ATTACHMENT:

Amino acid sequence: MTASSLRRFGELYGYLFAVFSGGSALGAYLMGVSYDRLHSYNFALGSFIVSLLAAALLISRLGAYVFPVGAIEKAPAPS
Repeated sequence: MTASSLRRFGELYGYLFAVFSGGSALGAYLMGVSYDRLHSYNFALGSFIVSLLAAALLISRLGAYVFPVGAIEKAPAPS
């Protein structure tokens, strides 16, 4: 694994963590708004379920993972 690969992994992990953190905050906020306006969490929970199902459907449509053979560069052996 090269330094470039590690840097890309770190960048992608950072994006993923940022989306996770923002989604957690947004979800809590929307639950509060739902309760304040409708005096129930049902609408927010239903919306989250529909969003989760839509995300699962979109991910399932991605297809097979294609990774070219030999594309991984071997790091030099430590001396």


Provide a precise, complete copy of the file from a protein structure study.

Amino acid sequence: MTASSLRRFGELYGYLFAVFSGGSALGAYLMGVSYDRLHSYNFALGSFIVSLLAAALLISRLGAYVFPVGAIEKAPAPS
Repeated sequence: MTASSLRRFGELYGYLFAVFSGGSALGAYLMGVSYDRLHSYNFALGSFIVSLLAAALLISRLGAYVFPVGAIEKAPAPS
């Protein structure tokens, strides 16, 4: 694994963590708004379920993972 690969992994992990953190905050906020306006969490929970199902459907449509053979560069052996 090269330094470039590690840097890309770190960048992608950072994006993923940022989306996770923002989604957690947004979800809590929307639950509060739902309760304040409708005096129930049902609408927010239903919306989250529909969003989760839509995300699962979109991910399932991605297809097979294609990774070219030999594309991984071997790091030099430590001396």